Richard Branson’s 17-Year Journey Into Space: How The Virgin Founder Became First Billionaire To Fly Own Rocket

Spaceport America, a giant facility in the desert near Truth Or Consequences (New Mexico), was buzzing with energy. The state hopes it will become a destination for space tourism. Even though it wasn’t yet morning, there was a DJ providing music to entertain the crowd, which included celebrities and moguls as well as many others who’d purchased tickets years ago to be able to take their space trip. Stephen Colbert hosted the live stream online, and Khalid, a singer, entertained guests with a new song.


Virgin Galactic’s VMS Eve flew from the spaceport shortly after 10:30 ET. The plane carried VSS Unity and its passengers. The Unity, powered by its rocket engines, was dropped from the aircraft at 45,000 feet about 50 minutes later. It then began its ascent to space. After reaching the apogee, the spacecraft began its descent back to Earth. The pilot carefully glided the craft back to its landing spot. At 11:40 am, the soft landing took place without any engine power.
Branson, who had just flown to space, said Virgin Galactic was the best spaceline for Earth. “We’re here for space to be more accessible to all, and we’re planning to turn the next wave of dreamers into astronauts.”


Richard Branson’s successful spaceflight took them over 50 miles above the Earth’s surface. It also allowed them to feel weightlessness for 8 minutes. This wasn’t the first spaceflight by a billionaire. However, it was the first billionaire to do so in his spacecraft. This was the culmination of a 17-year-old adventure.


Mojave Aerospace Ventures won the Ansari X-Prize. This prize offered $10 million to anyone that could create a reusable spacecraft capable of making two trips into space in 14 days: Burt Rutan, cofounder of Microsoft, designed and built the spacecraft that beat 25 other teams. Soon after the win, the company licensed its technology out to Richard Branson, who founded Virgin Galactic. He plans to use the technology to construct a larger spacecraft that can be used for commercial space tourism.


The company began selling tickets to its flights within a few days of its founding. Prices were set at $200,000 per person (which was later increased to $250,000 by 2013). Although Branson was always ambitious and promised commercial operations would begin in 2009, there were a few setbacks along the way that delayed the company from reaching the stars. Three people died, and several others were seriously injured during a rocket engine test in 2007. Three people were killed in a rocket engine test, while three more were critically injured. The VSS Enterprise, the company’s first spacecraft, was destroyed by a rocket engine test.
However, the company did not stop moving forward. In 2016, the company launched its second spacecraft, VSS Unity. Branson was taken to space by it. Testing began in 2016. In spring 2018, Unity made its first powered flight and, in December 2018, it successfully entered space. Virgin Galactic, a space tourism company, became the first publicly-traded company. It merged with Social Capital Hedosophia, founded in December 2018 by Chamath Palihapitiya (Reddit stock guru), who serves as Chairman. (The stock closed on Friday at $49.20 and is still steady in after-hours trade.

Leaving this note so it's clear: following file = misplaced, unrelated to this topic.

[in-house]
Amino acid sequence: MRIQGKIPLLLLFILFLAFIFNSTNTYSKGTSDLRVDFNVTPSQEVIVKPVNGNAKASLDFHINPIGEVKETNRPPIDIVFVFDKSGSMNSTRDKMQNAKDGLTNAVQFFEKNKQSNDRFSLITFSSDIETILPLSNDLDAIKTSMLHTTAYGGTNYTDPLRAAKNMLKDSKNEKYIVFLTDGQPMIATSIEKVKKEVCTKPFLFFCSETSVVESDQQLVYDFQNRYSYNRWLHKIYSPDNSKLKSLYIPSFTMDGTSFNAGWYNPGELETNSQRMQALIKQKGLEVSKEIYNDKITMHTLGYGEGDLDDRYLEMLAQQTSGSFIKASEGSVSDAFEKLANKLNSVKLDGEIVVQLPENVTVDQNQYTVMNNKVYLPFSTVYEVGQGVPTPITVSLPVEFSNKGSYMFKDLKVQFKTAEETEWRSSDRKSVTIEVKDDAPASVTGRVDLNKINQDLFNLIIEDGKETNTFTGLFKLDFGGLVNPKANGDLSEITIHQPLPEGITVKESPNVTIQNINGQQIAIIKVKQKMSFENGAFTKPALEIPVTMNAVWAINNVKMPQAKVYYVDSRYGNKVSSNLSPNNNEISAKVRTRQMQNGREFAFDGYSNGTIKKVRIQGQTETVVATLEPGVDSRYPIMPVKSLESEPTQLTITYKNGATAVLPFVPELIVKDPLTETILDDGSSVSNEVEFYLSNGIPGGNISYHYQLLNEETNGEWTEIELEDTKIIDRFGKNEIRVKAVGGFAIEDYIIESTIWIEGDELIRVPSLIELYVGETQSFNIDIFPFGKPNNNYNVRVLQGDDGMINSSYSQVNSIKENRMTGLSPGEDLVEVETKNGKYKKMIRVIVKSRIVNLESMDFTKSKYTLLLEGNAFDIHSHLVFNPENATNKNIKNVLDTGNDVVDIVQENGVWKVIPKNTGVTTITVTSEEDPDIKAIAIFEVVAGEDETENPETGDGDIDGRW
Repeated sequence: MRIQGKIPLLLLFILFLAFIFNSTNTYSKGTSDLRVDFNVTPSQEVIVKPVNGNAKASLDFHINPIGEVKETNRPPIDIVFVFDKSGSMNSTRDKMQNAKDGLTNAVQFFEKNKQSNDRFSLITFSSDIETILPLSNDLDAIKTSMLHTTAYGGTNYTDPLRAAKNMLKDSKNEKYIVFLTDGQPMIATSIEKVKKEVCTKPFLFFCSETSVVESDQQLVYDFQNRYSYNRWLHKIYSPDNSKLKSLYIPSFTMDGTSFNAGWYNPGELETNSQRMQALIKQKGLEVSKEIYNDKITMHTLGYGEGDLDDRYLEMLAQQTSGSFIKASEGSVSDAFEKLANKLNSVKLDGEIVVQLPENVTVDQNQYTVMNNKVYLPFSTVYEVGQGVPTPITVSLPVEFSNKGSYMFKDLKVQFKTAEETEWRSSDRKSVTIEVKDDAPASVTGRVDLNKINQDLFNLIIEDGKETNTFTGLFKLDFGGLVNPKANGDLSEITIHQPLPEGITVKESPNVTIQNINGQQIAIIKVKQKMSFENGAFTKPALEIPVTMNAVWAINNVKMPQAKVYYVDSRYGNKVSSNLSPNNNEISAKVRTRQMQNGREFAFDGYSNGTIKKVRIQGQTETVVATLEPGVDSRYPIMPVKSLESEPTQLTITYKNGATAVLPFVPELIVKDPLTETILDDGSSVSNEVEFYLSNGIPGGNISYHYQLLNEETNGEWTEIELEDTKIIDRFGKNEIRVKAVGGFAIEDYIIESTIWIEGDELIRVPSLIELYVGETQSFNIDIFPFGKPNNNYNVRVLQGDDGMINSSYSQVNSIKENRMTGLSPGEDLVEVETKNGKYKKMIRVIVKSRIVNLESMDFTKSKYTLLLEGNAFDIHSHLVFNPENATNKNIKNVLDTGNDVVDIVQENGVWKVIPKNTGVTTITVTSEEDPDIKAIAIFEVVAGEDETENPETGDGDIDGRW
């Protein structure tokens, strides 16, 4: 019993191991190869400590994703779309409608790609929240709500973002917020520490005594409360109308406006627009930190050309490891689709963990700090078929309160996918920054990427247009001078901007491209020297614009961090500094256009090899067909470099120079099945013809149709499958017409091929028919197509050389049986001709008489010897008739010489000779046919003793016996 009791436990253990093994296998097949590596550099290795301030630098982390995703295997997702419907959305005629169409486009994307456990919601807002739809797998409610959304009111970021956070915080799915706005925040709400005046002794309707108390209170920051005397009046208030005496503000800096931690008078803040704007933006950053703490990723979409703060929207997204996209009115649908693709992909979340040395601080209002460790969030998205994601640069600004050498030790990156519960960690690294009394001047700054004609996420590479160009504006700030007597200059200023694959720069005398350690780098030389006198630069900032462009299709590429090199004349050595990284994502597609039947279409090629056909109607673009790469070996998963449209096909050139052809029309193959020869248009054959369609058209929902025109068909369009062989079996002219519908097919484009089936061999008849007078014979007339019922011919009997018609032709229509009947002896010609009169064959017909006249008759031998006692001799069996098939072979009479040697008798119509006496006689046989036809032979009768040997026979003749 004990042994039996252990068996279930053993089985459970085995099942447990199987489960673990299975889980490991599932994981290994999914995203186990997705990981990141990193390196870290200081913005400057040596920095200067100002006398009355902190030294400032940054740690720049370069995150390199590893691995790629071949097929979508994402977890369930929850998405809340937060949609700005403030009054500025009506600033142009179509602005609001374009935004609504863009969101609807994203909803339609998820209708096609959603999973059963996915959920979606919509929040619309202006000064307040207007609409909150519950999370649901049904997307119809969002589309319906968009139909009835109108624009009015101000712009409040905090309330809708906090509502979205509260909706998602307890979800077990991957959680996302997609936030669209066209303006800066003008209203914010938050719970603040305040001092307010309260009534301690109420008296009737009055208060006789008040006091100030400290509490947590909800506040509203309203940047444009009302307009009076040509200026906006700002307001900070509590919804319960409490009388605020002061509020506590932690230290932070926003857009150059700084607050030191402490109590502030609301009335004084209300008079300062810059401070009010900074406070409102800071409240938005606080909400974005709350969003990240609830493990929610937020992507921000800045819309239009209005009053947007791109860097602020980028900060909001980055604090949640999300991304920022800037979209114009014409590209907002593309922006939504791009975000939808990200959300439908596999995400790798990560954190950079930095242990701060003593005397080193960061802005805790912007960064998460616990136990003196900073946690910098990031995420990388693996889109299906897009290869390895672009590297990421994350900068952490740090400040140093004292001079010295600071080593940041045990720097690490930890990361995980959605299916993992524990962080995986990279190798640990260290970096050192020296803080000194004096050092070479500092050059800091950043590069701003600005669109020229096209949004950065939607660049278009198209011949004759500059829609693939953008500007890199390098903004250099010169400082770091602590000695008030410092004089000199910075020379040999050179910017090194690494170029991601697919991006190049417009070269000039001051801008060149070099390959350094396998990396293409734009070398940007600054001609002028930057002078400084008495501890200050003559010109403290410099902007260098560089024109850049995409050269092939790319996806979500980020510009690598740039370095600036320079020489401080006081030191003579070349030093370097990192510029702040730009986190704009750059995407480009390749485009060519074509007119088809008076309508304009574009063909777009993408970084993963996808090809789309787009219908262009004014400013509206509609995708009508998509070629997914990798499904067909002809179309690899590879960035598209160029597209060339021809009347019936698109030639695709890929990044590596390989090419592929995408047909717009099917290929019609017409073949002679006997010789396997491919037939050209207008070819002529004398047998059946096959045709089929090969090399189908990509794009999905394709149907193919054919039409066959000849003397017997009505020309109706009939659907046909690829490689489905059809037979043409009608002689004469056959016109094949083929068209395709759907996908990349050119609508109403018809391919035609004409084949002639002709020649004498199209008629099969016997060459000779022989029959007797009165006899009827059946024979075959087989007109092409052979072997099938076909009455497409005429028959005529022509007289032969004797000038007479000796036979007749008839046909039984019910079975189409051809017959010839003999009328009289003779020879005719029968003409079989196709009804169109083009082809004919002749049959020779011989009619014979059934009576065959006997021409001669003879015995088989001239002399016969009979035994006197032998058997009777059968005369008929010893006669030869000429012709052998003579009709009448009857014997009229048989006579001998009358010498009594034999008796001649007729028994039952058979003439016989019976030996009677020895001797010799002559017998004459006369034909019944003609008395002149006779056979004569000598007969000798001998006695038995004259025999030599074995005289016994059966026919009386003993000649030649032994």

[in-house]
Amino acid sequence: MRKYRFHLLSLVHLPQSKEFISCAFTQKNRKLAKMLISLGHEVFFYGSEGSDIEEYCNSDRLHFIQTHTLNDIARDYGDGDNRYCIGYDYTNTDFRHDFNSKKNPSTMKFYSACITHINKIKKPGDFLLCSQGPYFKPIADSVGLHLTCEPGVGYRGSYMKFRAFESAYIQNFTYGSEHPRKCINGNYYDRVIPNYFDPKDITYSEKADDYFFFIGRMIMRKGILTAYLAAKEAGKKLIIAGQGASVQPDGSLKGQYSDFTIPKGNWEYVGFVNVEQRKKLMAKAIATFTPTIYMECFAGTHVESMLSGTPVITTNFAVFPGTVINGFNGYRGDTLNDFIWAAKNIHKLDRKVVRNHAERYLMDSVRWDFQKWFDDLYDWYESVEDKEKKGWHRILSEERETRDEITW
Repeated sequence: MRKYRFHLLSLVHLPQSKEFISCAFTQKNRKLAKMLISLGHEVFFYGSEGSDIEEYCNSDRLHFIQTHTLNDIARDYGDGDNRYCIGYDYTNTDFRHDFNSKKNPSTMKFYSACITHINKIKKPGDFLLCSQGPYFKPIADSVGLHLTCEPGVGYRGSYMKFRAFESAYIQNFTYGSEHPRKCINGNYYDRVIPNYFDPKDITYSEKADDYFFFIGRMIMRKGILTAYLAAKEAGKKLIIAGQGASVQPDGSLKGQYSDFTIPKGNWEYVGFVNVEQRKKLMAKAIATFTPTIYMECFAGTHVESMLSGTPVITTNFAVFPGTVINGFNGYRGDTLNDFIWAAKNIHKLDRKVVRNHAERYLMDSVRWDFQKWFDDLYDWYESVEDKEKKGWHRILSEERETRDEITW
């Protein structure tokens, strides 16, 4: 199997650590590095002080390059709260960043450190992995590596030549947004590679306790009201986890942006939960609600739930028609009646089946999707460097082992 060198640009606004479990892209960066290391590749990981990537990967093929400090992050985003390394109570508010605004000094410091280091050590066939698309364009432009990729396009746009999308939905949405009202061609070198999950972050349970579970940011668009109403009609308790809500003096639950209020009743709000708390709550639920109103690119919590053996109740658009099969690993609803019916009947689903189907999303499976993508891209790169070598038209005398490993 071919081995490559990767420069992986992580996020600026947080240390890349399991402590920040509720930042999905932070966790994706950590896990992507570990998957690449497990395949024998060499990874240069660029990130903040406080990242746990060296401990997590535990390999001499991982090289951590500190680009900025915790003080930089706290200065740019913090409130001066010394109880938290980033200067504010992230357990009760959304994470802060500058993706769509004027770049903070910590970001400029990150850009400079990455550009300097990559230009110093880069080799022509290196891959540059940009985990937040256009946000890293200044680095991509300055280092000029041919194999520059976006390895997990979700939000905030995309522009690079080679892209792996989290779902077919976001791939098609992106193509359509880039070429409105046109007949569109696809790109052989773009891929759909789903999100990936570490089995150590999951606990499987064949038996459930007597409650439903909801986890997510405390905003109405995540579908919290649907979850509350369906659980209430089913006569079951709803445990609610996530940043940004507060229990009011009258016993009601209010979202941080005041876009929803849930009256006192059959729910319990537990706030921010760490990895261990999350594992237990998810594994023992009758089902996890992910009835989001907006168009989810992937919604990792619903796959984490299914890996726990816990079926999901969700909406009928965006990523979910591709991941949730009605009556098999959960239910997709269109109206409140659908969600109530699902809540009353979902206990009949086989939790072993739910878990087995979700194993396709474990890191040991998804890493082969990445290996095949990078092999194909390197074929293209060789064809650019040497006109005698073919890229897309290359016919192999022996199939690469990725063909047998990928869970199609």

Sunday’s flight was the second of a series that will test the company for commercial passengers. They are expected to begin flying in 2022 if all goes according to plan. Branson and all four of his crew were on the flight, working during the journey. Sirisha, the company’s vice president of research operations experimented on behalf of Florida. As chief astronaut instructor Beth Moses supervised the testing, Colin Bennett, lead operations engineer, evaluated cabin equipment. Sir Richard? His job was not to judge the flight experience but the preparation and training.


These evaluations are expected to be completed soon. Virgin Galactic received its license extension from the FAA in June. Customers can now fly on the spacecraft. This is a significant regulatory milestone. The company still has over 600 experiences to complete. However, Branson’s other businesses, such as Virgin Airlines, are still in the early stages of their success. Morgan Stanley has just released a report that estimates Virgin Galactic won’t generate positive free cash flow before 2028. However, the company anticipates it will see revenues of around $1.3 billion by 2030.


Branson’s 17-year old dream is his actual victory.
He stated, while aboard the spacecraft, that it was the best experience of his life. “And now I look down on a beautiful place. We are all proud of the creation of such a stunning spaceport. Thank you to Virgin Galactic for 17 years of hard, consistent work.

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Adam Collins
Adam writes about technology, business and economics. With master's degree in Economics, he's presented six papers in international conferences. As a solivagant in the constant state of fernweh, curiosity is the main weapon in his arsenal.

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